A brand’s sustainability report should show precisely how it addresses supply chain emissions. Good On You uses these reports to evaluate a brand’s environmental impact and give it a score so you can compare brands and see who is genuinely taking steps to protect the planet.
2. ‘Eco-friendly packaging’ and not much else
Keep an eye out for brands who promote minimal, recycled, or ‘recyclable’ packaging as a sign that they are reducing waste. They may even mention that they recycle their ink cartridges in the office. Again, these gestures alone do not make up for production processes that cause vast amounts of waste and pollution.
The biggest sources of waste in fashion are the textile waste at the production stage and the surplus of clothing being produced. A few years ago, luxury fashion brand Burberry caused outrage by burning £28m worth of unsold clothes and perfume, but many pointed out that it’s a common practice for fashion brands.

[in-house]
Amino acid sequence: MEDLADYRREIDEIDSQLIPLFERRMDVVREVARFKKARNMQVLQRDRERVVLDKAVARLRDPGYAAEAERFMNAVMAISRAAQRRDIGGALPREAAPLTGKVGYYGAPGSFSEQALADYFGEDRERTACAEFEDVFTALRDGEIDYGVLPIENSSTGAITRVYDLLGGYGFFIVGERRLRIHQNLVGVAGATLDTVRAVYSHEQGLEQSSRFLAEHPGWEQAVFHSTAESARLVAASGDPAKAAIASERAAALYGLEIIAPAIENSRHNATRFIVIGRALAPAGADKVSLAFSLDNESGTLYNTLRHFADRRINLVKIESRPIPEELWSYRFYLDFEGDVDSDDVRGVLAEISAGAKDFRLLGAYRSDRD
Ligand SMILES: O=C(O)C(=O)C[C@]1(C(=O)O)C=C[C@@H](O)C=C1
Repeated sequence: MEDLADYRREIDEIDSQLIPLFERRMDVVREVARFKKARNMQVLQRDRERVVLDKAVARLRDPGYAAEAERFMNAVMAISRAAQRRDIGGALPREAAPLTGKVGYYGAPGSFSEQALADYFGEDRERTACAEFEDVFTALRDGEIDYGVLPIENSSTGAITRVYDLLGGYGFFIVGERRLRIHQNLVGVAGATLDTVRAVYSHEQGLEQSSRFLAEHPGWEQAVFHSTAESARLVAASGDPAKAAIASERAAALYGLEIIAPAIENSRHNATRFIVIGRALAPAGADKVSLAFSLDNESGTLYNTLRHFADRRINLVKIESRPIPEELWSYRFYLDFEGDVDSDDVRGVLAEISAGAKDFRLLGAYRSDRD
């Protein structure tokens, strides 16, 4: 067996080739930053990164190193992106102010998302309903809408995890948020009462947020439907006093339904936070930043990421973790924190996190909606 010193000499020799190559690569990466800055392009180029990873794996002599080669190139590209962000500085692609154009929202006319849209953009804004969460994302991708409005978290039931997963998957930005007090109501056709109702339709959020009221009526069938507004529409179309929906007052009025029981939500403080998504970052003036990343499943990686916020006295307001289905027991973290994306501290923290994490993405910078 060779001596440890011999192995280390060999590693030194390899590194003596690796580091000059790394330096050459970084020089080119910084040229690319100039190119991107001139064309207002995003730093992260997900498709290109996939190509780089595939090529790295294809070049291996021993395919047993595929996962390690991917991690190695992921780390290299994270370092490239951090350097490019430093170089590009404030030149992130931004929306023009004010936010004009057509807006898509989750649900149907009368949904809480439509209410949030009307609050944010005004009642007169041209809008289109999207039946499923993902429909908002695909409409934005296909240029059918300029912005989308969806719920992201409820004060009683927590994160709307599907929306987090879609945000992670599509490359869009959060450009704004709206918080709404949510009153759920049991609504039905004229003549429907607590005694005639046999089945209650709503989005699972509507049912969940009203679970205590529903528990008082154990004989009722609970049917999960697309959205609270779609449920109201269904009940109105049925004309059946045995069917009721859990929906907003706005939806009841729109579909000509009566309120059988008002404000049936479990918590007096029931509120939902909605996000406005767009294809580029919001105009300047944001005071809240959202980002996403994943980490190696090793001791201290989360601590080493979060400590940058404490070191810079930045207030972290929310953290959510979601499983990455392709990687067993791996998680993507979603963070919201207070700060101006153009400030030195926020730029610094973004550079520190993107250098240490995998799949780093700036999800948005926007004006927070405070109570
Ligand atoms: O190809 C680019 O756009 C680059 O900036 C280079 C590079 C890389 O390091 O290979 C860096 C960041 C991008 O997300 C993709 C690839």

Then there are the cheap fast fashion brands that encourage throwaway culture—a business model that can never be truly sustainable. In Australia alone, 6,000 kg of clothing is dumped in landfill every 10 minutes. When brands like these talk about reducing waste without changing their mass production practice, then the greenwashing alarm bells should be ringing.
Also look out for brands who outsource their waste reduction to you, the consumer. Producing clothes that are ‘timeless’ and ‘reject passing trends’ is all well and good, but if the clothes are cheap, mass-produced, and of low quality, they’re no better than trendy fast fashion, because chances are they’re still heading for the scrap heap sooner rather than later.
However, if a brand truly addresses textile waste while also minimising packaging, that’s a win on both fronts!